The emperor Constantine himself dies in 337 CE. His empire is divided among his three sons. In 337 one of them orders the return of Athanasius to Alexandria, but the next year a council at Antioch deposes Athanasius and orders him into exile a second time.
The Arian position continues to be influential within the Eastern Mediterranean church while the Western branches of the church lean toward Athanasius' position. The theological controversy is by now thoroughly mixed up with the politics of the Roman empire, which frequently has different rulers in the East and the West. Constans, who supported the Nicenes or Athanasians, is murdered in about 350 CE. After his murder and three years of war, his brother becomes sole ruler in the empire and he works to eliminate the Nicene theology. Hence in 355 Athanasius is again condemned.
About this time a new theological position emerges, that of Aetius; farther from the Nicene position than Arian's position, this view hold that Christ is not only not of the same substance as God the Father but he is not even of like substance with the Father. The Arians now have a position to contend with on both the right and the left. Instead of making common cause with the followers of Aetius and defending their theological liberty, as the American Arian Unitarians like Channing would have done in the religious controversies of the early 1800's, a prominent group of Arians in 359 CE (in the Ninth Arian Confession) condemned the followers of Aetius for their heretical position.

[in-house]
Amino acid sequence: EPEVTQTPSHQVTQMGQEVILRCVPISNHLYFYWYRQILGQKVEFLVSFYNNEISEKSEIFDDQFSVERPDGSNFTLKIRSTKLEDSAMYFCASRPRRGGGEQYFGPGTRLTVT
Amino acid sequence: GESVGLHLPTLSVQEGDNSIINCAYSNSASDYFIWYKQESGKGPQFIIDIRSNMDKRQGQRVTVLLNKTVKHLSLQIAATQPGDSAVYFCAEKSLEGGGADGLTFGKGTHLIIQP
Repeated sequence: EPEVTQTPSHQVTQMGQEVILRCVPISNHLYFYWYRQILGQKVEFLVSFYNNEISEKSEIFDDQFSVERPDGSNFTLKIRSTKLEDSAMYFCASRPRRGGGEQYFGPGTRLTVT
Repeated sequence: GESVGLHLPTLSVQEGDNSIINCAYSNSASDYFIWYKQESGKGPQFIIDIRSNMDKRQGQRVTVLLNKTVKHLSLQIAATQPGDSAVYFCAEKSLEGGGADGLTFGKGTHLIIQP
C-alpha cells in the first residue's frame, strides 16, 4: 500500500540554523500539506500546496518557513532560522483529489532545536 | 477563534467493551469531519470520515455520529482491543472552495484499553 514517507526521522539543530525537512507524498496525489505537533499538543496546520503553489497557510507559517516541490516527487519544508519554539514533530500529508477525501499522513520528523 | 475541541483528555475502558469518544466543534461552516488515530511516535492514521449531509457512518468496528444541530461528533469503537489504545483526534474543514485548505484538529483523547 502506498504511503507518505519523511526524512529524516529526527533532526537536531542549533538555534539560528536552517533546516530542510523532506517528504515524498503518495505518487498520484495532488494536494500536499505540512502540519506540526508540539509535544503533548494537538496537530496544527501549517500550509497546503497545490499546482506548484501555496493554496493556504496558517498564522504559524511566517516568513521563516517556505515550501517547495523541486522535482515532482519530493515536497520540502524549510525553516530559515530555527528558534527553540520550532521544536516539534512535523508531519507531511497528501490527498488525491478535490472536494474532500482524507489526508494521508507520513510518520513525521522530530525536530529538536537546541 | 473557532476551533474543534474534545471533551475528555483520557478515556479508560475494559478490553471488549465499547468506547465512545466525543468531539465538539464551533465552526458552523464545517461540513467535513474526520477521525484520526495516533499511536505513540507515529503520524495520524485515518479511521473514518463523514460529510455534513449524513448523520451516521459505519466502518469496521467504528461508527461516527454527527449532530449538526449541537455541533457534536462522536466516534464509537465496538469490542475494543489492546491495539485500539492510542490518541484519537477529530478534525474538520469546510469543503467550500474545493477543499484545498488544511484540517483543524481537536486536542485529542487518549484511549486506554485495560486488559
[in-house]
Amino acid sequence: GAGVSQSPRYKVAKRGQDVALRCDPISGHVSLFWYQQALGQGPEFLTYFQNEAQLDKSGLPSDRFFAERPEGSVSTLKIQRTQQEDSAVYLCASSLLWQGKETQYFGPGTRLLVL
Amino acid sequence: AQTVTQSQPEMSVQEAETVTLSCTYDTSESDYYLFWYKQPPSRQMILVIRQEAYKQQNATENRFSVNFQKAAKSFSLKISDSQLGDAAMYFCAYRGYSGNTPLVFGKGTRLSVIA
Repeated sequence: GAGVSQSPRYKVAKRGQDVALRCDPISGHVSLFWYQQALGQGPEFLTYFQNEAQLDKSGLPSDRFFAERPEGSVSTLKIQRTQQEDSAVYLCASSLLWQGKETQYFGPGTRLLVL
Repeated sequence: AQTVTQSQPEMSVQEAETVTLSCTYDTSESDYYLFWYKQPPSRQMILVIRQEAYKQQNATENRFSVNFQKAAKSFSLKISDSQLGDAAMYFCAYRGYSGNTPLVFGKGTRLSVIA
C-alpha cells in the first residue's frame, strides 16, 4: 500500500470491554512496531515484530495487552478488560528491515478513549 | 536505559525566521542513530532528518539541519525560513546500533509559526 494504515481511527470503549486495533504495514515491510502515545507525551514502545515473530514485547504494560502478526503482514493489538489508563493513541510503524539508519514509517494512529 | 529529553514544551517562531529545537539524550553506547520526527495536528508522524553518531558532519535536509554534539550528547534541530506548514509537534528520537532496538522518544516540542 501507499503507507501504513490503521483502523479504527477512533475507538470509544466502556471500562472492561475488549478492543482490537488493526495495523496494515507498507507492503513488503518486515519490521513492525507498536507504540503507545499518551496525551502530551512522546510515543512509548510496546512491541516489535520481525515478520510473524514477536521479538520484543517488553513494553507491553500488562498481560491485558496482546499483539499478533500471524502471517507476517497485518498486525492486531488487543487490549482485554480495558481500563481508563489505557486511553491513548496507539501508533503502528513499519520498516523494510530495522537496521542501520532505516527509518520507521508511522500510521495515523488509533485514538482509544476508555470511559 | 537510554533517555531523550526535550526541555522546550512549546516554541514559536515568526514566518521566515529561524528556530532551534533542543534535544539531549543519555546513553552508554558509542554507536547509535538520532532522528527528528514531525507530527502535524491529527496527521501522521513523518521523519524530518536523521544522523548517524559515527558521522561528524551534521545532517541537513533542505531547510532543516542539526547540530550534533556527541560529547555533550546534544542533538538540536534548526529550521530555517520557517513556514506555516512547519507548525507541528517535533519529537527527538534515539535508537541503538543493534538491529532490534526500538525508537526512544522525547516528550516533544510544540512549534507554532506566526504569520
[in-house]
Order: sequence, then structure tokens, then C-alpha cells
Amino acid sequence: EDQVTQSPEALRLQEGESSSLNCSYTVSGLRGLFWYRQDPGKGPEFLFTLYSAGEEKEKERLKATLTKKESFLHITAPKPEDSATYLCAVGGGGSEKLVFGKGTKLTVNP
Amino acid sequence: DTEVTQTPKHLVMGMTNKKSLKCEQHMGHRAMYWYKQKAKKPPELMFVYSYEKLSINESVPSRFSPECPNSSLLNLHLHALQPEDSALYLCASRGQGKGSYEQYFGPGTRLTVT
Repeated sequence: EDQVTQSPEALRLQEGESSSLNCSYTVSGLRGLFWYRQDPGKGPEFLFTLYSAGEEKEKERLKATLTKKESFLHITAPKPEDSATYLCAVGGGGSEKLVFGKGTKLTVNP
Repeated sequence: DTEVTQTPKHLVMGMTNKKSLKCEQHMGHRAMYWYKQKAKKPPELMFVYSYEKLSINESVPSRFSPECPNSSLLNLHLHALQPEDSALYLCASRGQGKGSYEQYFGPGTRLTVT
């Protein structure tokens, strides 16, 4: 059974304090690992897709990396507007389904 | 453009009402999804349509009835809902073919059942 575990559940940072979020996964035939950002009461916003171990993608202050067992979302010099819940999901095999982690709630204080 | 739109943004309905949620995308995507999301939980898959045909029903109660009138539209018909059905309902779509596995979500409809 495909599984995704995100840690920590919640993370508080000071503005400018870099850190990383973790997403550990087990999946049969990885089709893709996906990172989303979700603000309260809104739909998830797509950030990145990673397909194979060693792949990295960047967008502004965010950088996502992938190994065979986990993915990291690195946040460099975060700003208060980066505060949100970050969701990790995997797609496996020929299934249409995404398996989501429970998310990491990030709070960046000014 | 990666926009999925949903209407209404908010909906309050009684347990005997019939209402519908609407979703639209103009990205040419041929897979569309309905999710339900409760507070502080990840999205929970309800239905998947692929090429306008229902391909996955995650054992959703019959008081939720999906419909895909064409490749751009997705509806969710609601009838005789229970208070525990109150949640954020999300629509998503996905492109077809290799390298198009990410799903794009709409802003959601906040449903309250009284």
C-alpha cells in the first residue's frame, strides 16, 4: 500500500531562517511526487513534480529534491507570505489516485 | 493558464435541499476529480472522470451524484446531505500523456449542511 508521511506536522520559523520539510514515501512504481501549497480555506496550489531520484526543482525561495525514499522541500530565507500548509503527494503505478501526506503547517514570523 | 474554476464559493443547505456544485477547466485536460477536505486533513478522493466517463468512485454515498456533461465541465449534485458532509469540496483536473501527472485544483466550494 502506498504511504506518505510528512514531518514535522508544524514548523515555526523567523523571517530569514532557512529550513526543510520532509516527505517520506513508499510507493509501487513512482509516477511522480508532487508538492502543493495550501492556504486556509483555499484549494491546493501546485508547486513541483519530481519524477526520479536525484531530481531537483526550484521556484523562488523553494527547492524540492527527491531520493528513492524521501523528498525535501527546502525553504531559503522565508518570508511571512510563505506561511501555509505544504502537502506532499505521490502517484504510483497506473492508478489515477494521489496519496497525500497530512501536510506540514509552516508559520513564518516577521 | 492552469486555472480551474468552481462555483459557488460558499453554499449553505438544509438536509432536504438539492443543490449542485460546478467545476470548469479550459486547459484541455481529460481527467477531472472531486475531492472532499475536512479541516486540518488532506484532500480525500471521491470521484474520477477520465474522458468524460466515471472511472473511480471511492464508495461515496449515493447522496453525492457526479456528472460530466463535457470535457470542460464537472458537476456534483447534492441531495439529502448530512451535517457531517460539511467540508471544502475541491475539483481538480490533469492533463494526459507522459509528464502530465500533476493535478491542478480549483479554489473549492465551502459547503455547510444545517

Yet in the Eleventh Arian Confession in 361 CE the position of Aetius seems to have triumphed.
Athanasius dies on May 3rd, probably 373 CE. But within ten years (by 383 CE), for reasons that are not entirely clear to me, the official Church had accepted the view of Athanasius and expanded the doctrine into that of the Trinity.
So far as I have been able to tell, the unitarians in this controversy were not distinguished from their "dualitarian" or trinitarian opponents by anything other than their positions on the question of the nature of God and what kind of eternal being Christ was in relation to this nature. There do not seem to be any ethical differences corresponding to the theological differences. [Richard Rubinstein's account of the controversy will require me to modify the previous two sentences when I have some time.--JG] Both sides tried to get the empire behind them. The empire having thrown in its lot with Christianity, the emperors seem sometimes to look on the controversy a bit bemused by the whole thing, sometimes willing to use the controversy for their own political ends. Constantine called the Council of Nicea and presided over it. Athanasius' view won out there. Yet Constantine recalled Arius from exile in spite of Arius' differences with the Nicene Creed. Maybe Constantine did not completely understand the issues; in fact he did not go so far as to accept Christianity as his personal religion until his deathbed. (Curiously, Constantine is baptized on his deathbed by Eusebius of Nicomedia, a follower of Arius.)